In Colorado, the rules of procedure require that parties exchange certain information about their financial accounts and obligations, their child-related expenses and other relevant material through a process of Mandatory Disclosures, a Sworn Financial Statement and Supporting Schedules after service of a petition or post-decree motion involving financial issues. 

TSPs: Measuring some ingredients in military divorce

Mary Poppins said a spoonful of sugar helps the medicine go down. But where divorce is concerned, things aren't quite so simple. Divorce can be upsetting and frustratingly complicated. If you happen to be a spouse married to someone in the military, the process of dissolving the marriage can become even more complex.

One of the most challenging facets in every case is dividing retirement benefits, and with the start of 2018, it is possible that things may become a frequent matter of dispute for those in the military. The trigger for this will be the new Blended Retirement System and the role of the legacy Thrift Savings Plan (TSP) in that system.

How Does Debt Get Divided In A Divorce?

As part of the divorce process, one of the main issues will be how to divide your assets. Dividing your property also includes dividing your liabilities and your debt. This may include credit card debt, a mortgage or equity line of credit, medical expenses and student loans. Sometimes the debt is in one spouse's name but not the other and often both names are on the account.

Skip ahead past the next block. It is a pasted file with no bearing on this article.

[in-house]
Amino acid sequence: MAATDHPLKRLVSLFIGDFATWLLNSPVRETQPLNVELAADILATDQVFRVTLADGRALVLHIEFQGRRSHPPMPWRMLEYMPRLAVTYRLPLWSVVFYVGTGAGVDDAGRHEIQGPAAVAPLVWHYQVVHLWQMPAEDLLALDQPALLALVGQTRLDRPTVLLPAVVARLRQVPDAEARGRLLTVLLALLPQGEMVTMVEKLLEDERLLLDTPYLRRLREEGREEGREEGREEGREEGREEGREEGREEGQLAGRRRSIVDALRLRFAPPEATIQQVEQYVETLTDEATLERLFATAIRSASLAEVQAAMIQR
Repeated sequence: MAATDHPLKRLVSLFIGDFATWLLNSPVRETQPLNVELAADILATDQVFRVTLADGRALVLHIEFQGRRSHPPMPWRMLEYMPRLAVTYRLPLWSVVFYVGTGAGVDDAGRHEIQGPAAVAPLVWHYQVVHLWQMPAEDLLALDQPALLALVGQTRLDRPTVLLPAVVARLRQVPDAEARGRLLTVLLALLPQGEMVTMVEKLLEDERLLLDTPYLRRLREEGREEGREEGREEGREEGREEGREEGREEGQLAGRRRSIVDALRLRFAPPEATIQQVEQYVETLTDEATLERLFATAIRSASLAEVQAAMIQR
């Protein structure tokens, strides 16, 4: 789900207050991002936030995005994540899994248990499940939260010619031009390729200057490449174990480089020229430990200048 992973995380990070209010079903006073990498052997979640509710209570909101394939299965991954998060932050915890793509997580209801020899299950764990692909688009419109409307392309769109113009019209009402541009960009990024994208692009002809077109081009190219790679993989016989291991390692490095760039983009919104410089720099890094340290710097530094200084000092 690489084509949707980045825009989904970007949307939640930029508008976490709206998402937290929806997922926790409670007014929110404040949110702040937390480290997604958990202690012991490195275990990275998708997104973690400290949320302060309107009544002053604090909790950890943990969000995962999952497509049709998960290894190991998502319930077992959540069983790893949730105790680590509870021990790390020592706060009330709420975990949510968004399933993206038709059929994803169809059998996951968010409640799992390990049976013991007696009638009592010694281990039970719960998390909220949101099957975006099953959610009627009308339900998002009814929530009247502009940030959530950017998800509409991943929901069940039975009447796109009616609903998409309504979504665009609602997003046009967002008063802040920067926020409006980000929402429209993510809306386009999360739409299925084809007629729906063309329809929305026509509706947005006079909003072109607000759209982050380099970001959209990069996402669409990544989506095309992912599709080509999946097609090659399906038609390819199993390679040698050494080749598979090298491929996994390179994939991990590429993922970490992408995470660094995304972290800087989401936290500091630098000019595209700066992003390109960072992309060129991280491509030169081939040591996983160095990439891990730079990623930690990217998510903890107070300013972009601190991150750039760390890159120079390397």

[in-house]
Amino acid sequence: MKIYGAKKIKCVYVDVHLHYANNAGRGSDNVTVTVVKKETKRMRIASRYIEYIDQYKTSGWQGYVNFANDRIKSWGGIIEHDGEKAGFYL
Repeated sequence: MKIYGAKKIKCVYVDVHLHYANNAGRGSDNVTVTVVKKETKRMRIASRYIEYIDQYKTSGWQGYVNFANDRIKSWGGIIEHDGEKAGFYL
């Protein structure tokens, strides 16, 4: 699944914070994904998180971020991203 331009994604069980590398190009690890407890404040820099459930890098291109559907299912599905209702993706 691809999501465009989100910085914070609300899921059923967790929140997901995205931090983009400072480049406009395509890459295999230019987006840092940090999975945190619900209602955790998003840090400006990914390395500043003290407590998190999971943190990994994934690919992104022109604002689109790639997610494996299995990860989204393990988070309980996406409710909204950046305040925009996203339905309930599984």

Property division, especially debt division, remains one of the more contentious issues in divorce. Spouses may accuse the other of racking up credit card debt for personal use. Others may have incurred marital credit card debt but the account is in their name only. Regardless of the issues, unwinding marital debt is as important as awarding marital assets.

Settling Up: The Mortgage After A Divorce

If you own a home and you are getting a divorce, the chances are that either you or your spouse will need to remove one person from the mortgage. This can present a challenge depending on your circumstances, but it is a very important step that many divorcing couples do not think about. 

Some people have a mortgage in one spouse's name and some have it in both spouses' names. If you are the spouse responsible for the mortgage note alone and you are awarded the house, then this may not be as applicable to you. Here are some issues to consider when awarding a home in a divorce:

Collaborative Professional: Preparing For Your First Meeting

At Littman Family Law, we are big advocates of using Collaborative Law for divorce in order to resolve differences and keep families moving forward. Collaborative Law is a process which involves an agreement to use Collaborative Law professionals - including attorneys, financial professionals and therapists - and keep the divorce out of court. 

The main difference between Collaborative Law and traditional family law divorce is that if one party decides to leave the process and bring a court motion, both parties have to get new attorneys. This deters people from leaving the process without first putting in some serious effort.

Proposed Tax Bill Would Have A Huge Impact On Divorces

With the current news cycle, there are a lot of competing stories to get our attention. From tragic shootings, to scandals in entertainment and politics, our news feeds are full of attention-grabbing headlines. 

One story that you may have missed involves the current proposed tax bill from the House Republicans. If this tax bill goes into effect, it will have a major impact on alimony (spousal maintenance) payments - the spousal support awarded as part of a divorce. Here is what you should know about the proposed legislation.